More Administrative Hassles Hit Microsoft Partner Program
A few weeks back, when we innocuously asked
for some feedback
on the Microsoft Partner Program, we had no idea that
we were taking a can opener to a container
full of worms
. But now that the can is most
, the worms are spilling out and we're hearing more and more
about administrative problems (among other hassles) involving the Partner Program.
And now this week, Barbara Darrow, legendary channel journalist who, as it
happens, hired your editor to his first real job as journalist years ago, reports
for RCPmag.com that due to a glitch in a Microsoft payment system, partners
have been getting underpaid for sales of customer relationship management
applications. Microsoft folks say they've fixed the problem, but it's another
in a long string of glitches, gaffes and goof-ups that seem to plague the MSPP
Now, we'll say it here again, as we always do, that Microsoft is generally
very good to its partners, and many of the problems we've heard about, while
obviously frustrating for those involved, haven't sounded like the end of the
world. Still, partners rely on Microsoft for their livelihoods, and vice versa.
It would behoove Microsoft, then, one would think, to keep the Partner Program
running like a fairly well-oiled machine. We're sure that Microsoft has that
goal, but clearly there are some glitches in the system right now -- and we're
not sure why.
Maybe Microsoft's Partner Program has finally become too big (the latest total
number of Microsoft partners, according to Redmond, is 400,000). Or maybe the
many shakeups in partner program leadership -- there's another coming, as the
first link in this entry explains -- have led to a bit of confusion. Maybe,
too, most of the problems -- especially the administrative hang-ups -- lie with
temporary workers who don't work for Microsoft at all, as we've heard suggested
here and there.
Whatever the cause, though, we've heard so many complaints now that we're actually
looking much deeper into this situation for a story in RCP magazine. So, if
you have a gripe with the partner program, please share it -- and, if you're
willing to talk about it in the magazine, please let me know. We're especially
interested in hearing about administrative snafus and the like, but if you've
got a rant, go for it. You know where to reach me: firstname.lastname@example.org.
And with that, let's move into one more e-mail about the MSPP, this one less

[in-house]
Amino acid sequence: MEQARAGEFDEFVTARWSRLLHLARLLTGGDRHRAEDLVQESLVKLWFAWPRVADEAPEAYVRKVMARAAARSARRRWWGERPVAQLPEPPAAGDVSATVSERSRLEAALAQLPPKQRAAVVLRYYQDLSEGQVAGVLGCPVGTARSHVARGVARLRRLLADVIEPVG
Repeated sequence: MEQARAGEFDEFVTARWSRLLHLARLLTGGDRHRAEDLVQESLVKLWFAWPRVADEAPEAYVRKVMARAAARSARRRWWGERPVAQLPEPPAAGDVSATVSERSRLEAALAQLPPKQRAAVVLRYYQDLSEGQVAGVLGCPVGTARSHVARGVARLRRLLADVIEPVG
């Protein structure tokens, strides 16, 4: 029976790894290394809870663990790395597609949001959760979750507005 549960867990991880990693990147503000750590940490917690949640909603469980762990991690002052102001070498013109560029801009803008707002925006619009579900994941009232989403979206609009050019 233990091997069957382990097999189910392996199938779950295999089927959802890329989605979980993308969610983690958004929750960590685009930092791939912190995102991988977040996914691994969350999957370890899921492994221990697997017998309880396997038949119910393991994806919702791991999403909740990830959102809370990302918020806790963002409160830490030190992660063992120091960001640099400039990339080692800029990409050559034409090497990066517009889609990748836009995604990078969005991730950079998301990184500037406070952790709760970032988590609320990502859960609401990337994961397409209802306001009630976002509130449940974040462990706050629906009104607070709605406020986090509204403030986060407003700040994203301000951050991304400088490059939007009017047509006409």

about administrative stuff and more about procurement of products -- but interesting
"For years now, I have run a one-man operation. For the most part,
I have not experienced the level of frustrations that others have regarding
being a Registered partner or an Action Pack subscriber. I do, however, have
a concern over our ability to adequately compete with larger organizations.
I realize that our niche is to provide value-added services atop our expertise.
What I would really like to see is an ability to provide Microsoft products,
purchased from national vendors, which can compete with what's available in
the retail chains. I constantly find myself making purchases online, from
retail, rather than from national vendors, because saving our customers money
makes sense. Many times I have raised this issue with whatever Microsoft rep
was calling me this week, or what rep was in town for a TS2 event. I would
prefer to be able to take advantage of my role as a Microsoft Partner, or
any reseller program I am involved in, as opposed to being forced to seek
the lesser expensive alternatives available."
Daniel, that's a legitimate concern, and you're probably not the only partner
who feels that way. Anybody else want to chime in? Drop me a line at email@example.com.
And thanks to Daniel and everybody who has taken time to write.
FYI, there will be a special edition of RCPU on July 2 -- special because it'll
be out on a Monday, and we don't usually do that. So don't be surprised to see
it hit your inbox.
Posted by Lee Pender on June 29, 2007 at 11:54 AM